How Do I Know If I Have a Personal Injury Case?
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Being injured due to the neglect or bad intent of another individual is never easy to deal with. However, in order to help with your medical bills, lost wages, and pain and suffering, you can file a personal injury claim against the individual.
But winning your personal injury case isn’t a done-deal. In order to receive compensation, you must be able to prove three main things. Let’s take a look at the three main requirements that each personal injury case must have.
1. The Responsible Party Was Negligent
The first requirement that each personal injury case needs is that the person responsible for the injury acted negligently. This means that they made some mistake that could have been avoided.
Examples of negligent behavior include running a red light or a shop owner leaving a slippery puddle in the middle of their store.
2. The Negligence Directly Led to the Injury
In order for your personal injury case to be legitimate, the responsible party’s negligence must have directly caused your injury. If your injury is not a direct result of the mistake or misstep the individual took, you may not win your case.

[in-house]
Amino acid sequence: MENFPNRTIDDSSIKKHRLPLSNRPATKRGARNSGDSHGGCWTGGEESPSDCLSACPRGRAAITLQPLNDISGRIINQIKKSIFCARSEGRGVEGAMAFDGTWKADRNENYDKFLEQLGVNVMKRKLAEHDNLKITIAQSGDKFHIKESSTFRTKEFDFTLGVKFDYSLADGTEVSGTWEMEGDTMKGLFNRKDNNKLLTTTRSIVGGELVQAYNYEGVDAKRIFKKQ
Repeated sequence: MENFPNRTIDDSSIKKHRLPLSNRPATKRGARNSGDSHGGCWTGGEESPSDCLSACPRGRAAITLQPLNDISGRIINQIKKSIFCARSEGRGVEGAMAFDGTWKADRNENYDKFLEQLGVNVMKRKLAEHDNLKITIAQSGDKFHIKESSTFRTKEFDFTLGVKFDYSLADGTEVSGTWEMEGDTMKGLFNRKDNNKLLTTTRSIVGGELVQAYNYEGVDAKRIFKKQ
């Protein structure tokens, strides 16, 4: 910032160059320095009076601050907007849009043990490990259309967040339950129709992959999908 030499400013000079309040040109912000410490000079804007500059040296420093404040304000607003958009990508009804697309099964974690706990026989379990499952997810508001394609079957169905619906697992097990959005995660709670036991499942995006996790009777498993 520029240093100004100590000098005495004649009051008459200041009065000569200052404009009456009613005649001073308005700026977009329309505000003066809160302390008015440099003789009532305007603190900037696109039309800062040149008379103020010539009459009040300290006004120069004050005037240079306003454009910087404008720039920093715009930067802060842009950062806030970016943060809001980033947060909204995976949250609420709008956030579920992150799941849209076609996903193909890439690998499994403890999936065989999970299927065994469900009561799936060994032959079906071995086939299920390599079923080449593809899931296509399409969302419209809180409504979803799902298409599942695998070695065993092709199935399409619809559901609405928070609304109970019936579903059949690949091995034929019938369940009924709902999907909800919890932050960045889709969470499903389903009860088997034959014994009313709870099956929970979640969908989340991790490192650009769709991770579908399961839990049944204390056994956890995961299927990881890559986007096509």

To continue off the examples above, if a driver crashed into you and broke a bone because they ran a red light, this neglect would have directly led to your injury. The same is true if you slip and fall in the puddle left by the shop owner.
3. The Injury Caused Harm
In order to receive compensation for your personal injury case, the injury you or a family member sustained must have caused harm. This means that you acquired medical bills, needed to take time away from work, or caused you pain and suffering.
If you’re still not sure whether or not you have a personal injury claim, contact the New York City personal injury attorneys at Held & Hines, LLP. With offices in both Manhattan and Brooklyn, we can answer any of your questions and help you get started with your personal injury case. Give us a call at 855.HELD.HINES to begin chatting with a personal injury attorney.